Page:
ELF 2.0 logo
A Resource for Libraries

Find us on ELF2.0 Pinterest account ELF2.0 Youtube account ELF2.0 Facebook account ELF2.0 Twitter account

Kids and their parents at the library Parents playing peek-a-boo A parent reading a book with a child Kid playing at the library


a mom and kids reading a book Up until 4th grade, children are essentially learning to read but from 4th grade on they are reading to learn. Children who don't read at grade level by the end of 3rd grade are four times more likely not to graduate from high school than more proficient readers. According to the 2013 National Assessment of Educational Progress, 47% of these low performing students come from low-income families.

What predicts 3rd grade reading levels? The number of words a child knows by the time they are 2-3 years old! Yet as early as 18 months, low-income children begin to fall behind in vocabulary development. They tend to:

  • Have few, if any, books in the home,
  • Hear as many as 30 million fewer words than their more affluent peers, and
  • By age 5 many recognize only 9 letters of the alphabet compared to a typical middle-class child who recognizes 22 letters.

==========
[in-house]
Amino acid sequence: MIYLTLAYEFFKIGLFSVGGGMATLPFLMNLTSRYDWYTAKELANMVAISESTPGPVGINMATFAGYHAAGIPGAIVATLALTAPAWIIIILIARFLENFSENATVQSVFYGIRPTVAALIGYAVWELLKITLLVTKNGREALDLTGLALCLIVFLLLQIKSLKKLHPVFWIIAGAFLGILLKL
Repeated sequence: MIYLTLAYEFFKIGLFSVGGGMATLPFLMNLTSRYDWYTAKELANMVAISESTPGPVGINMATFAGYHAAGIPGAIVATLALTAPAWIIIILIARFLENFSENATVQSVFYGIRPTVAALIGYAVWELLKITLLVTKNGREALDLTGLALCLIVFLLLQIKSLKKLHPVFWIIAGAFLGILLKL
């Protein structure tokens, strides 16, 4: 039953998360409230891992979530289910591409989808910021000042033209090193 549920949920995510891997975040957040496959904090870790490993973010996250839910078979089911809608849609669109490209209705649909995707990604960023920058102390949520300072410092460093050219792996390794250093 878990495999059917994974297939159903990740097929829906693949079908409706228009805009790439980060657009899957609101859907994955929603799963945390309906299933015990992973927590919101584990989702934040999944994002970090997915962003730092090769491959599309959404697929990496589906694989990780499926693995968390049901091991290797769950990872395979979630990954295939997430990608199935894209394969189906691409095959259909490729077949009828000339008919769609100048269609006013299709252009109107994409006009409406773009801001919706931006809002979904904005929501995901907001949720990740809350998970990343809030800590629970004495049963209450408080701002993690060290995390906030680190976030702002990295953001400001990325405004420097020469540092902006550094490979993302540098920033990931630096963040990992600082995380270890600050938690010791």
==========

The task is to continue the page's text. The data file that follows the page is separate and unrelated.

There is hope though. Parents can play an enormous role in closing this gap, as can daycare providers, pediatricians, preschools teachers…and of course librarians! a dad reading a book to a boyIF we start early – long before formal education in school – by providing stimulating, literacy rich environments for young children and by encouraging parents to talk, read, and sing with their children every day.

Children learn best through their relationships with the significant people in their lives. Just like learning to talk, if these significant adults imbue books and reading with value, books and reading become a magical world begging to be de-coded...and that feeling of magic is what opens the door to reading!